Sunday, June 26, 2005

Many hours spent marking student assignments but now it is over. I wanted to start writng again straight away but the brain wouldn't cooperate, so I have been reading and pottering around and now I am ready.
Spent 3 hours reworking bits of a fantasy series novel I was asked to write, and now I think it is working better. A fellow member of CCBC list kindly emailed me her notes from the Pikes Peak 2004 conference - the sessions with Donald Maas, who wrote "How to Write a Breakout Novel". They came at just the right time, where I could apply each of the points he makes to the fantasy novel in order to deepen character and motivation. It only meant adding a few sentences here and there, but I think those are going to be important sentences in terms of deepening the character and the story. I had read the Maas book a while ago (borrowed from a friend) and now I think I will look at it again.
Am reading a Linda Newbery book at the moment and finding it to be very engaging. The main character has a horrible younger sister who you just want to slap! This is the kind of book that I like to read first, then analyse for how she achieves the depth of character. I also read '(un)arranged marriage' by Bali Rai. It's published in the UK and is about an Indian arranged marriage, from the male's point of view. I found it to be a strange book, in that a large proportion of the story was just "told", as if the character was sitting in front of me telling me what happened, and then what happened next. Exactly what we are told, as writers, never to do! There were certainly many places where I wished the events were being shown in a scene, but overall the style didn't bother me too much. I do wish it hadn't been quite as much "telling" though.
The rest of my week will be more rewriting. A middle grade novel that needs work before giving to a valued writer friend for a critical read. Then maybe new words on another project. I hope.

Friday, June 17, 2005

As a bribe to get me through grading all those student novels and stories, I bought the new Jonathan Kellerman book, "Rage". I do like his characters - the child psychologist, Alex Delaware, and the policeman, Milo. They make a great team, and it's interesting, in this book especially, to look at how so much of the information the reader gets is through their conversations. There is a lot of speculation about who is doing what, providing possible red herrings and clues, and yet I didn't feel cheated. I felt as if I was going on the journey of investigation, one full of interest and people's motivation and psychology. It wasn't madly exciting, rather it was absorbing and fascinating. The villain turned out to be a multiple murderer, but in such a way that it bypassed the serial murder cliches.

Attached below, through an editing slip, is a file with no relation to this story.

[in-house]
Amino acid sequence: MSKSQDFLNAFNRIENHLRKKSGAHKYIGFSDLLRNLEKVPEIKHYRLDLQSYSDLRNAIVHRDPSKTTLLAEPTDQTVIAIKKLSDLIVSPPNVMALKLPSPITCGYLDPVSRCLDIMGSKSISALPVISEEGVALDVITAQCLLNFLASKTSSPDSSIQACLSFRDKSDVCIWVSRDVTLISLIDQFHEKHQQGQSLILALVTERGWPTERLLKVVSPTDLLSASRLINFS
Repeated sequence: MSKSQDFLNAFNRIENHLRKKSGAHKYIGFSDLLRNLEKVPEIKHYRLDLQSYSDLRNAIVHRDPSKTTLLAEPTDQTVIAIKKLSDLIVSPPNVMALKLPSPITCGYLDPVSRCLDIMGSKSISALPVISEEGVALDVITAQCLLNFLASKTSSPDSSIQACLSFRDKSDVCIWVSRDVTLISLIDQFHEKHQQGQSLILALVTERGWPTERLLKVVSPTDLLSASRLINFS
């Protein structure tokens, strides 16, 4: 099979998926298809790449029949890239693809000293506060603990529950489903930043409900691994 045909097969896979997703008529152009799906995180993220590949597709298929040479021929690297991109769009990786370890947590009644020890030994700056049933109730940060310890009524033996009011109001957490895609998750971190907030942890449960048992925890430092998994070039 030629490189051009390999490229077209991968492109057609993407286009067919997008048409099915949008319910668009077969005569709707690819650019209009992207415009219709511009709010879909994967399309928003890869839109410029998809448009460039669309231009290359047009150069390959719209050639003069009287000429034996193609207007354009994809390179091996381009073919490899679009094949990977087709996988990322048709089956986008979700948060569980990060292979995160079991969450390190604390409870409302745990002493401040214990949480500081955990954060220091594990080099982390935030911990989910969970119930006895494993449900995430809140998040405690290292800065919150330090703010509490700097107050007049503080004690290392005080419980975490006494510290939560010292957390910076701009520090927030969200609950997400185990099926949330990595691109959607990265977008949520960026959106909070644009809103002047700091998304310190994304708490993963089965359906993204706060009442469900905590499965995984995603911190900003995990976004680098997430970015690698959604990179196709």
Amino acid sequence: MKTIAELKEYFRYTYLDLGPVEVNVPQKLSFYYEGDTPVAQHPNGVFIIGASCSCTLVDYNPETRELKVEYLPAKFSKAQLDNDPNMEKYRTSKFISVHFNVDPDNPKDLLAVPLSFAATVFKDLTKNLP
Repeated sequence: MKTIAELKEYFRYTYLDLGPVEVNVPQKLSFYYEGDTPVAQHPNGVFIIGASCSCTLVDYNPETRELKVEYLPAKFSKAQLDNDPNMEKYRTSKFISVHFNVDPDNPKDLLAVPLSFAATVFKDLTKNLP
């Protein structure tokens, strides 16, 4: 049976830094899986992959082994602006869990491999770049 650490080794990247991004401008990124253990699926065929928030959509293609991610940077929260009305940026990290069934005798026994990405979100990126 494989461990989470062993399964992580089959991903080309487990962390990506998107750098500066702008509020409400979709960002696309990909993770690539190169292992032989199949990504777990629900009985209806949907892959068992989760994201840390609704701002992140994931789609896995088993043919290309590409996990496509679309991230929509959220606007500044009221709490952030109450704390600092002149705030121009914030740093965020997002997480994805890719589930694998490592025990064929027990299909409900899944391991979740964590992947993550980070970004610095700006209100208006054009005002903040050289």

I have started the critical read-through of the fantasy novel draft. And will be back to it again today. I know writers who say they love the rewriting process but for me it depends on the book, and maybe on my own frame of mind. I know that after all those student novels, I have come back to my own work with a very critical eye, so much so that I am feeling a bit despondent and thinking this novel is incredibly boring and I'm struggling with it.
The remedy at this point is to ask someone else to read a bit of it, someone who will tell me straight whether it is as awful as I think it is, or if I need to be kinder to myself! Writer friends are so good for this (as long as they are honest with you).